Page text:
OPINION: 'It's too hard", "I can't remember", "I'm no good", "it won't go right", "it's not my fault".
Some children will look for ways to keep going when faced with a problem while others seem to give up very easily. The latter usually come up with a multitude of reasons, usually in whining tones such as those above.
For every suggestion you offer you get more countering reasons and possibly tears and tantrums.
You get the feeling that your child lacks motivation, patience, persistence or even courage.
Children usually give up because they don't know how to approach a problem, who to ask for help or even how to ask. They mightn't be able to see how to start or to finish something or whether or not they are on the right track.
Sometimes, parents unintentionally give signals that they think something is too hard for the child or have got themselves into a pattern of solving all their children's problems for them at the first wail.
Sometimes, the parents are people who, as a matter of course, regularly put things into the too hard basket themselves.
Once a child has got into the habit of giving up it can become the only option for even the smallest setback.
The way to assist is firstly to get to the bottom of the problem by breaking it down into smaller and smaller components.
Don't ask for solutions but try to get them to describe the problem.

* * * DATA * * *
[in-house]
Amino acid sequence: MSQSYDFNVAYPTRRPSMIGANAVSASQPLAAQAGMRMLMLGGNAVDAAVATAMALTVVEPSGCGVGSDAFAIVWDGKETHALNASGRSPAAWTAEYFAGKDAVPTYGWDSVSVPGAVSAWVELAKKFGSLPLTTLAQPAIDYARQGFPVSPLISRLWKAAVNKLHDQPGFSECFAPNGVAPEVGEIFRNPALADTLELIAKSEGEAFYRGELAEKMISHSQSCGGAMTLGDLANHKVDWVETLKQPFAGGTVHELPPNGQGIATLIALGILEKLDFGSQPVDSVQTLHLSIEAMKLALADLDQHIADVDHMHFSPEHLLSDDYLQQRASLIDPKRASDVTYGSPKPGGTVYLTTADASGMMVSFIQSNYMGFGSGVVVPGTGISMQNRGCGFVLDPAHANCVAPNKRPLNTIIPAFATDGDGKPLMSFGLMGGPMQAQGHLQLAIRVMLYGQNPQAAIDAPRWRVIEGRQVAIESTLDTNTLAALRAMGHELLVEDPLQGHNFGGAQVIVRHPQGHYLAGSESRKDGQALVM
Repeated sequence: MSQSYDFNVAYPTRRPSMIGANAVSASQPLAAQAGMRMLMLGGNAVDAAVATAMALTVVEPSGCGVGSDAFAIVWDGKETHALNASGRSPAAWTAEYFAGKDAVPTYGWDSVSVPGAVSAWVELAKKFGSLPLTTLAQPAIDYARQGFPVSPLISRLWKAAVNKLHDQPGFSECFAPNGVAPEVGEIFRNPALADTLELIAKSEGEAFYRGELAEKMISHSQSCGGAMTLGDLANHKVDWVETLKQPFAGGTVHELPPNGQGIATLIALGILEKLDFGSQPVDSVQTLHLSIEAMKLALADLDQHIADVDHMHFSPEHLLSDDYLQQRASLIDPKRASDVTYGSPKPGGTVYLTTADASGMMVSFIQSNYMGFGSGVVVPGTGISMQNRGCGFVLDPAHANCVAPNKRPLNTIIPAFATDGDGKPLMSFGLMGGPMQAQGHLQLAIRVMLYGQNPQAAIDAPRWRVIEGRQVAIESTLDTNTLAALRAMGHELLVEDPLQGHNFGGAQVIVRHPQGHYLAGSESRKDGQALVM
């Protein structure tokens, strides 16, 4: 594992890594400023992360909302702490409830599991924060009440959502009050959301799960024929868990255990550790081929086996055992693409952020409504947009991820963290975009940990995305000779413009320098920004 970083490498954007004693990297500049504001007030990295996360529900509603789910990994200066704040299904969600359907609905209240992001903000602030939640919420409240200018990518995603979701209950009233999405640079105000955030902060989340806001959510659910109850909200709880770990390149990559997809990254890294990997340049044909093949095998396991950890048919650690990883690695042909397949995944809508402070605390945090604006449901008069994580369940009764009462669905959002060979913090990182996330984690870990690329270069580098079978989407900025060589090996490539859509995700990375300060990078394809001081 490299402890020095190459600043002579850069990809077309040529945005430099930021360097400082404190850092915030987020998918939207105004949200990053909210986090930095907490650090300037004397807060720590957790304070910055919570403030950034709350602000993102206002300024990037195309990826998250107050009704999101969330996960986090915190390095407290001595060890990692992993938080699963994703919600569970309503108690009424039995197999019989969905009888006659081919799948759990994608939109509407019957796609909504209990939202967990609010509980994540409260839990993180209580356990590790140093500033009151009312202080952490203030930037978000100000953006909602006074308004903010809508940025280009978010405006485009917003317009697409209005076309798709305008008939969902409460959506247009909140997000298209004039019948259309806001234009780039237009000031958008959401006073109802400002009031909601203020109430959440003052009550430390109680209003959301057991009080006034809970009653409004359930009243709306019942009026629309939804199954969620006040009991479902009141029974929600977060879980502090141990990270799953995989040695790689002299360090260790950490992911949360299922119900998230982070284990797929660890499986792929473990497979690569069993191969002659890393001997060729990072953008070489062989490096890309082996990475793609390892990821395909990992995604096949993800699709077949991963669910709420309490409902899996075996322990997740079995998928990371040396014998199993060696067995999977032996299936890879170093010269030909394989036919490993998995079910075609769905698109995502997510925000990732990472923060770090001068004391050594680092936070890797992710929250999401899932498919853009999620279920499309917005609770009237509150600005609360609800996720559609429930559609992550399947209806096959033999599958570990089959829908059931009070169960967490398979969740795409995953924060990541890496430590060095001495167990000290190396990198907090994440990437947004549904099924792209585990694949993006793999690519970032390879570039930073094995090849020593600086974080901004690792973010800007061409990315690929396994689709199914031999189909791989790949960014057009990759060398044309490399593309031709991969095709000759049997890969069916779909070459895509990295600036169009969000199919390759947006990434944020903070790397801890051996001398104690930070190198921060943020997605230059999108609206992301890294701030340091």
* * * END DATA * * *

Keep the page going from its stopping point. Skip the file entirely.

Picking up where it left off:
"Which bit is too hard? What bit are you having trouble with? What bit don't you understand? What bit scares you? What bit means you can't go? Which bit is it where it goes wrong?"
Sometimes, an adult solution may be called for because the child can't see how something can be managed because they've no control over transport or money.
Maybe it's a confidence issue – they don't know how to ask the teacher or are scared of being rubbished by classmates for asking. Perhaps there's an eye/hand co-ordination problem that needs addressing.
Otherwise, they need some support and reassurance and help working out a step-by-step approach to the problem or a sequence or flow chart on paper that allows them to see the end as well as the beginning.
Working together on a jigsaw puzzle is a good way of teaching youngsters basic problem-solving – what colour do we need? What shape will fit here? What does the picture on the box tell us?
Once given the skills to practise, along with your support, giving up stops being the only option. By giving them a framework and not doing the solving for them you also avoid making them dependent on you for every solution.
© Ian Munro 2012. All rights reserved.